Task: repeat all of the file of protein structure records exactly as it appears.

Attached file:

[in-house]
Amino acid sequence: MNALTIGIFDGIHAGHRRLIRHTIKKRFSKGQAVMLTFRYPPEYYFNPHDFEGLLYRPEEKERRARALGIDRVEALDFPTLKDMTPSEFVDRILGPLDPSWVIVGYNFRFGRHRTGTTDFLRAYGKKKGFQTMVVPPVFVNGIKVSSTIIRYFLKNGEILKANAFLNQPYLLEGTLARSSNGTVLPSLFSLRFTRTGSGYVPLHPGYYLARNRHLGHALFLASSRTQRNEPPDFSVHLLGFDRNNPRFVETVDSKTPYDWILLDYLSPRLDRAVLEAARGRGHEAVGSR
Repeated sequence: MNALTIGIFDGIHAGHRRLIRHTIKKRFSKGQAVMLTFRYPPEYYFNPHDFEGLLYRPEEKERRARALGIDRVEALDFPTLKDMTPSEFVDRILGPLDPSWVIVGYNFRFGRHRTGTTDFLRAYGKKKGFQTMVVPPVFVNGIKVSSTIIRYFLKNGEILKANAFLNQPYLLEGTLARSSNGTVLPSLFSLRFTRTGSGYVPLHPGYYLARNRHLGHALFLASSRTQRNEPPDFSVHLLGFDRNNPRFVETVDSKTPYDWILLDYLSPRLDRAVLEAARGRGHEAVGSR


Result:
[in-house]
Amino acid sequence: MNALTIGIFDGIHAGHRRLIRHTIKKRFSKGQAVMLTFRYPPEYYFNPHDFEGLLYRPEEKERRARALGIDRVEALDFPTLKDMTPSEFVDRILGPLDPSWVIVGYNFRFGRHRTGTTDFLRAYGKKKGFQTMVVPPVFVNGIKVSSTIIRYFLKNGEILKANAFLNQPYLLEGTLARSSNGTVLPSLFSLRFTRTGSGYVPLHPGYYLARNRHLGHALFLASSRTQRNEPPDFSVHLLGFDRNNPRFVETVDSKTPYDWILLDYLSPRLDRAVLEAARGRGHEAVGSR
Repeated sequence: MNALTIGIFDGIHAGHRRLIRHTIKKRFSKGQAVMLTFRYPPEYYFNPHDFEGLLYRPEEKERRARALGIDRVEALDFPTLKDMTPSEFVDRILGPLDPSWVIVGYNFRFGRHRTGTTDFLRAYGKKKGFQTMVVPPVFVNGIKVSSTIIRYFLKNGEILKANAFLNQPYLLEGTLARSSNGTVLPSLFSLRFTRTGSGYVPLHPGYYLARNRHLGHALFLASSRTQRNEPPDFSVHLLGFDRNNPRFVETVDSKTPYDWILLDYLSPRLDRAVLEAARGRGHEAVGSR